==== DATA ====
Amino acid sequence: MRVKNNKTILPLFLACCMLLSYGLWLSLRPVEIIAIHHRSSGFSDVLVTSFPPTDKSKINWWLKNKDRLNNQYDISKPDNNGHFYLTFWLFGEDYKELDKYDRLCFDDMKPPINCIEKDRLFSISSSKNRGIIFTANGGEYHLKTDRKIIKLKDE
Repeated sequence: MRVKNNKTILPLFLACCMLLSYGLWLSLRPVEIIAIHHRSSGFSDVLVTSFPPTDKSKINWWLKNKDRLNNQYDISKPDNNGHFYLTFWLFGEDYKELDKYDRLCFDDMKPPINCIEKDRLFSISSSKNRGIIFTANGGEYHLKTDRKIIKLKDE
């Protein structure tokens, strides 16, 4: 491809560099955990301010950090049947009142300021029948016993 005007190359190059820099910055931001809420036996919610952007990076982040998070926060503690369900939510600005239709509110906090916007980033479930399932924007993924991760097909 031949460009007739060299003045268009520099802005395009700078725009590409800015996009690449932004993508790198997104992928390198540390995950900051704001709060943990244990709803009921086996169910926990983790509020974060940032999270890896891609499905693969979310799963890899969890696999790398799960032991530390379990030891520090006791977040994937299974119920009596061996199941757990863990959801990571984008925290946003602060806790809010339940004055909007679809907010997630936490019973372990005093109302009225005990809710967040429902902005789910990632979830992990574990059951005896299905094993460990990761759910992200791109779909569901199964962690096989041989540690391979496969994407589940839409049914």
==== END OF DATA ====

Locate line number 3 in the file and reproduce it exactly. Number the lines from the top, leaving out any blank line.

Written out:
């Protein structure tokens, strides 16, 4: 491809560099955990301010950090049947009142300021029948016993 005007190359190059820099910055931001809420036996919610952007990076982040998070926060503690369900939510600005239709509110906090916007980033479930399932924007993924991760097909 031949460009007739060299003045268009520099802005395009700078725009590409800015996009690449932004993508790198997104992928390198540390995950900051704001709060943990244990709803009921086996169910926990983790509020974060940032999270890896891609499905693969979310799963890899969890696999790398799960032991530390379990030891520090006791977040994937299974119920009596061996199941757990863990959801990571984008925290946003602060806790809010339940004055909007679809907010997630936490019973372990005093109302009225005990809710967040429902902005789910990632979830992990574990059951005896299905094993460990990761759910992200791109779909569901199964962690096989041989540690391979496969994407589940839409049914």